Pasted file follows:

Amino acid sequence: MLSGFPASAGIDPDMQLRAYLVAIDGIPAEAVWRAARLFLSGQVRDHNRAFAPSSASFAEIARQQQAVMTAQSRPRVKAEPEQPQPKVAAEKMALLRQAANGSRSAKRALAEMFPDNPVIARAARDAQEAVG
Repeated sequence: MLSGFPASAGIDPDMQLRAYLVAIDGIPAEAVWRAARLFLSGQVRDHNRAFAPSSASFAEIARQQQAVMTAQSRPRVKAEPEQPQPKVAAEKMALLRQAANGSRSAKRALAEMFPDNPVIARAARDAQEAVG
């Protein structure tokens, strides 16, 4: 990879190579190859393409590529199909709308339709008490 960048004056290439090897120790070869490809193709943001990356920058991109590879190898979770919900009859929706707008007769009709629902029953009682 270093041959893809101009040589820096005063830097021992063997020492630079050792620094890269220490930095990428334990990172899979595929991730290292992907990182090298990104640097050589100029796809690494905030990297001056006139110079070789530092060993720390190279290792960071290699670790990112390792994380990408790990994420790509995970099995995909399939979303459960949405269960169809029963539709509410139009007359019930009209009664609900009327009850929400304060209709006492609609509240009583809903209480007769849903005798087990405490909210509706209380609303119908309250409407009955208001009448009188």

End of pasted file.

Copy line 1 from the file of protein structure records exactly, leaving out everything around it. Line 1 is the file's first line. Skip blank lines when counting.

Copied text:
Amino acid sequence: MLSGFPASAGIDPDMQLRAYLVAIDGIPAEAVWRAARLFLSGQVRDHNRAFAPSSASFAEIARQQQAVMTAQSRPRVKAEPEQPQPKVAAEKMALLRQAANGSRSAKRALAEMFPDNPVIARAARDAQEAVG